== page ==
New handheld concussion test could transform contact sports, ER visits

Fox News

January 4, 2023

A breakthrough technology developed by Abbott could help assess victims of mild traumatic brain injuries (TBIs) and help inform the treatment of concussions caused by participation in contact sports, mechanical falls, car accidents, and more.

The American medical devices and health care company, during an appearance at CES 2023 in Las Vegas, provided Fox News Digital with key insights into the next generation i-STAT Alinity TBI plasma test, the first rapid handheld traumatic brain injury blood test to aid in clinical assessments of patients suspected of mild TBIs, including concussions.

Chris Davlantes, a board-certified Emergency Medicine physician and a senior Director of Global Medical Affairs at Abbott, said the portable tester can provide results within 15 minutes, making it the first FDA-approved product providing an objective method of assessing concussions.

“It actually measures two different biomarkers on the same cartridge,” Davlantes told Fox News Digital. “One of them jumps almost immediately after the brain injury, within 10 to 20 minutes, the other one stays around and goes up a little bit later but lasts up to 72 hours.”

The two biomarkers analyzed by the test are glial fibrillary acidic protein (GFAP) and ubiquitin carboxyl-terminal esterase L1 (UCH-L1).

Davlantes was quick to dispel common misconceptions about TBIs, mainly regarding the assumption that most invisible brain injuries are caused by contact sports, such as American football.

“We’ve had football players that have suffered concussions, but the truth is that most concussions happen to the general public, and they’re actually from mechanical falls and car accidents—and some from domestic violence,” Davlantes said. “Sports injuries are a smaller percentage of concussions.”

While nearly 5 million emergency room visits a year are attributed to head injuries, 40% of all concussions are caused by simple slips and falls. Furthermore, concussions resulting from sporting events are on the decline.

The i-STAT Alinity test optimized specifically for minor TBIs measures the proteins present in a patient’s blood following the injury. A negative result on the test would be used in conjunction with a neurological assessment by a doctor to rule out the need for a computerized tomography (CT) scan of the head. Research is suggesting that a positive result would complement clinical evaluation and may have prognostic value in determining who needs close follow up for their concussion. It may also be useful in the assesment and prognosis of those suffering from moderate to sever TBIs as well.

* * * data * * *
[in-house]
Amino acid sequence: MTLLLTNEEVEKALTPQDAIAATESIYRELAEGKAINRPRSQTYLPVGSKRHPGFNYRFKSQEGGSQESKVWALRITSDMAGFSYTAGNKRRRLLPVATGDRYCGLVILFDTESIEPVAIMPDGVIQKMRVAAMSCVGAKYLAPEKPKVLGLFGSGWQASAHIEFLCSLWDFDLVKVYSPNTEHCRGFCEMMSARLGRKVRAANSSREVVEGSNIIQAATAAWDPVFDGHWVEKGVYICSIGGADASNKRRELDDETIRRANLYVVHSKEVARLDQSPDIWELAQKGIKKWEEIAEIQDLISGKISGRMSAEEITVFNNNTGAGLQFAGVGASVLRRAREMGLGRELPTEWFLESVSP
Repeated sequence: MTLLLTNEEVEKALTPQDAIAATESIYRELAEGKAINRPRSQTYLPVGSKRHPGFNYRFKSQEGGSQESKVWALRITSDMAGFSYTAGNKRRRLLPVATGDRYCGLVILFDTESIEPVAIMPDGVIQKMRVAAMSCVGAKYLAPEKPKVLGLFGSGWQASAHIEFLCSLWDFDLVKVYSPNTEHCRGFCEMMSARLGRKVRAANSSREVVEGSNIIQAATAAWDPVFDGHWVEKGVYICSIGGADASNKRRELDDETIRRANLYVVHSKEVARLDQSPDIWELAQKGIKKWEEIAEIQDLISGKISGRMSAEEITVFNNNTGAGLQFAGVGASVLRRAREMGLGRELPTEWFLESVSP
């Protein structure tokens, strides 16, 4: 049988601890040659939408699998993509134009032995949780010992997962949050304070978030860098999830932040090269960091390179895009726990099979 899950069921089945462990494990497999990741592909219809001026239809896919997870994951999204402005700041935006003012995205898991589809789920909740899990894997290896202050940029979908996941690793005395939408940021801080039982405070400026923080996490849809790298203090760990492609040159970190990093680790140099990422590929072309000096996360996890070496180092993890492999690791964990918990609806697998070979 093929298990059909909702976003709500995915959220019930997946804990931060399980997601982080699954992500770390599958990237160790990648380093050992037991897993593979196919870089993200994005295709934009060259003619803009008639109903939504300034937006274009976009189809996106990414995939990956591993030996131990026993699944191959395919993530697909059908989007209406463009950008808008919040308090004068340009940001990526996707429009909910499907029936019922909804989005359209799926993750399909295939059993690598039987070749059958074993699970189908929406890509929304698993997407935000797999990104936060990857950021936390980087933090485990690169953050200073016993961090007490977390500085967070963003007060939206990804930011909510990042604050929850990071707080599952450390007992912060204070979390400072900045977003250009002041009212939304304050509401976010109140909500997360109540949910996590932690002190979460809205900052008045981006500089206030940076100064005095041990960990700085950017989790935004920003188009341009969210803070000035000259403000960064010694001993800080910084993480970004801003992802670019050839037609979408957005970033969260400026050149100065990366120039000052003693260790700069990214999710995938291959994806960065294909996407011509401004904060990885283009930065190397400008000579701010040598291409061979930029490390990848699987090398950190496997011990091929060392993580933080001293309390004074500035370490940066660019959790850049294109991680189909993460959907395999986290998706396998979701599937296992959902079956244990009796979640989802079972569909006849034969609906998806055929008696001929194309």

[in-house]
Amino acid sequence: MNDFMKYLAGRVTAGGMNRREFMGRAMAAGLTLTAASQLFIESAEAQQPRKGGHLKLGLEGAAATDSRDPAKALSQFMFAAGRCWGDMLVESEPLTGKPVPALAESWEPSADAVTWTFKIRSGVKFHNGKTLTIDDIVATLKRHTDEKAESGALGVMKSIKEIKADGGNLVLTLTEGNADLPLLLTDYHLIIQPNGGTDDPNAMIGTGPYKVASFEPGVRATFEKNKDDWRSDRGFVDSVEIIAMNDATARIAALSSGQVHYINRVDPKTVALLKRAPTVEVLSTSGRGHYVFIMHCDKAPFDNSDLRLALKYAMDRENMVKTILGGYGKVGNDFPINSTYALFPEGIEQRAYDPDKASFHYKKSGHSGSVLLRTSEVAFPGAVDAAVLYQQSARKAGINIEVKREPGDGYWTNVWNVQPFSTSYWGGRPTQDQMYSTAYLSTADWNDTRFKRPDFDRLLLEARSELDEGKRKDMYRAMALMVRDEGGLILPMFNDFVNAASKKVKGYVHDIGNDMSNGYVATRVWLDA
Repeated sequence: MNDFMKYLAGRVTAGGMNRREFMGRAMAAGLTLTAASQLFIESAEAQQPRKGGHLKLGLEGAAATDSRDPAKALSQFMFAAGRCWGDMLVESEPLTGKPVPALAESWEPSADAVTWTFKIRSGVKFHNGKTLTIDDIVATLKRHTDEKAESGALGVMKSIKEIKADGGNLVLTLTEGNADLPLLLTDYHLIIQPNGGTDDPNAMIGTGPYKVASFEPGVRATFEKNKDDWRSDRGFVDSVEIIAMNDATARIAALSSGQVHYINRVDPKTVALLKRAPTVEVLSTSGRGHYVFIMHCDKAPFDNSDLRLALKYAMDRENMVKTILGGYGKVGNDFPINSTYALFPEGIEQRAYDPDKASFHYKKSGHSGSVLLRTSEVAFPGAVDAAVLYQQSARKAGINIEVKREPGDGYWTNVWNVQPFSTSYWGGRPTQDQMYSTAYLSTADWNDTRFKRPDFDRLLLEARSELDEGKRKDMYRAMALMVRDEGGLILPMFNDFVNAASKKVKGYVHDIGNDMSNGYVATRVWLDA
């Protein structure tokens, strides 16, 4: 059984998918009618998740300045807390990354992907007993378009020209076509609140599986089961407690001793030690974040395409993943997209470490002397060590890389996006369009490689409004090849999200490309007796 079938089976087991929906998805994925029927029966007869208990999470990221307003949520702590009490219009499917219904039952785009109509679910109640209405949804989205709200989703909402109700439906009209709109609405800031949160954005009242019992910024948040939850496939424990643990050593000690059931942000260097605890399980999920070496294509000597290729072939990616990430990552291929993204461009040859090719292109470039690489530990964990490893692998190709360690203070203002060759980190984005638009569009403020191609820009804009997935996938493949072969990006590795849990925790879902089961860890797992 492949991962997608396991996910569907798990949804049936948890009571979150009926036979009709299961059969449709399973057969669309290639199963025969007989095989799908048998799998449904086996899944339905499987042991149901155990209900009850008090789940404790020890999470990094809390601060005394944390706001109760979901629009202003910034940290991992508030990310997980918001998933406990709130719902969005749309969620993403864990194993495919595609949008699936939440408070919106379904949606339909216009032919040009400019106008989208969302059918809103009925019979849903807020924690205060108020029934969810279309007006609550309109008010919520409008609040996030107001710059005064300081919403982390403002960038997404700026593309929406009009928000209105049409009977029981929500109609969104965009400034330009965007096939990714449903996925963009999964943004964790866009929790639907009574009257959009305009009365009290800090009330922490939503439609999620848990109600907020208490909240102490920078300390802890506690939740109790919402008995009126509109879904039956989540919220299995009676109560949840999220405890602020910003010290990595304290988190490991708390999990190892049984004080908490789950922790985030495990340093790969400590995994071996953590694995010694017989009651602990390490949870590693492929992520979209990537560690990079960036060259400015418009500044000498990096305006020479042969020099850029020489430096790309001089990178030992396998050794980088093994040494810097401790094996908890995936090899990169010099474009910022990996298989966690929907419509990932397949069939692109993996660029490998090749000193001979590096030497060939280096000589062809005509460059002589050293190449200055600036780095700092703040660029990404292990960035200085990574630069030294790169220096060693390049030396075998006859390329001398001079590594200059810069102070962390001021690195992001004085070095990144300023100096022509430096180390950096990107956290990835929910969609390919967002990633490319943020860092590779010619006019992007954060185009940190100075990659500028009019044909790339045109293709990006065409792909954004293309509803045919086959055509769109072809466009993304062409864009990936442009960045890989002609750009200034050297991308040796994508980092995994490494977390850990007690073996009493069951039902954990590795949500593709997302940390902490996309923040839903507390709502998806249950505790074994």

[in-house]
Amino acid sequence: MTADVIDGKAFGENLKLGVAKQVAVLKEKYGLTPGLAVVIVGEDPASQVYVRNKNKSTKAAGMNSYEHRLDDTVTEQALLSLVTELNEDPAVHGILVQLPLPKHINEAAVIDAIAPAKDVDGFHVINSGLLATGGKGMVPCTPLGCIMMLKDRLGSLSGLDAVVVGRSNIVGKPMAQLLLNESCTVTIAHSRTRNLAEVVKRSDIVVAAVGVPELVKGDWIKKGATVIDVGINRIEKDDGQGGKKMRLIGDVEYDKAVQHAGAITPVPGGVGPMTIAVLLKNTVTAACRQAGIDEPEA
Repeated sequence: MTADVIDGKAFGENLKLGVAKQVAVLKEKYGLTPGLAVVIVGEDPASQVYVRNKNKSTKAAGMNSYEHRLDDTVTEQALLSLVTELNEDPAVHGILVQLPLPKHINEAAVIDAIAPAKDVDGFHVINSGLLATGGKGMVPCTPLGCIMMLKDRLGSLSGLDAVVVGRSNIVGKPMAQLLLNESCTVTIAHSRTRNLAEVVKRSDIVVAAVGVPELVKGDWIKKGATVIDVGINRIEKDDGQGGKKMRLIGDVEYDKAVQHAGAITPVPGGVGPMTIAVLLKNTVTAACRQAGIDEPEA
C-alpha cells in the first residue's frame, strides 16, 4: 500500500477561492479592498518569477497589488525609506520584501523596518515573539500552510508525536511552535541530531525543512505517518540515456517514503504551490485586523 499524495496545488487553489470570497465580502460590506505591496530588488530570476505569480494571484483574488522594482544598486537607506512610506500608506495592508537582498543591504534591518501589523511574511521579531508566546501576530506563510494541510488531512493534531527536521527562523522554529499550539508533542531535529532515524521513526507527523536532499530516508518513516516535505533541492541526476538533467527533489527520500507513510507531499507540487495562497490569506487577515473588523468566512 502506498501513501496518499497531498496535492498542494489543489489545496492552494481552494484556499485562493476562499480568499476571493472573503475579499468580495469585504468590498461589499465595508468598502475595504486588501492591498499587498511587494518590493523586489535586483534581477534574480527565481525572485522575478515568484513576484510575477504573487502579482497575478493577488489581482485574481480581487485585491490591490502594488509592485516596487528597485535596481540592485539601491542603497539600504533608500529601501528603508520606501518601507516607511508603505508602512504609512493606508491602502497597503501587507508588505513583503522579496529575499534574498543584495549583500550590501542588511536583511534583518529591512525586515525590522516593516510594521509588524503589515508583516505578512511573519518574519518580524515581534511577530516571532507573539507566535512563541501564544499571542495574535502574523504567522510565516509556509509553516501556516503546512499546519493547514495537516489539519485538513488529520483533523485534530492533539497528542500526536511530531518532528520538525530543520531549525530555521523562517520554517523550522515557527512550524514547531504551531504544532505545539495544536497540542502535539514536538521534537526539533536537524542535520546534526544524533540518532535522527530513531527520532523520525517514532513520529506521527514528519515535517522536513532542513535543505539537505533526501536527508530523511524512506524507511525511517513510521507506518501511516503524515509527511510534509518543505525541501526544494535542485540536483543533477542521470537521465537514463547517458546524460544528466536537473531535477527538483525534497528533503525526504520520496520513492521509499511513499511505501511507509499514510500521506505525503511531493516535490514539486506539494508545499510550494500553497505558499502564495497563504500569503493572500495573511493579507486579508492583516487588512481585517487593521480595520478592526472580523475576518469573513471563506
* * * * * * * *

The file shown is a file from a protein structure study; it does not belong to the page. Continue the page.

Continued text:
Davlantes added that a CT scan is done to detect other kinds of injuries, bleeding in the brain, or skull fractures, but not necessarily a TBI.

“The majority of the time, 90% of the time when we do a CT scan for someone who had a head injury the CT scan is normal—but they still may have a concussion,” he said.

Abbott claims that the availability of the new test in the ER could reduce unnecessary CT scans by up to 40%, thus freeing up more room and lowering wait times at hospitals.

The company is also in the process of developing a whole blood test, eliminating the need for plasma separation, and providing a more convenient testing solution that can be used outside advanced healthcare settings, such as the sidelines of a sporting event.

The test, which is approved for use within 12 hours of minor head injury and ages 18 and older was developed with collaboration between Abbott and the U.S. Department of Defense. The latter has been looking into objective detection and evaluations of TBIs for more than 10 years to assess brain injuries in military personnel and pass it on to the civilian population.

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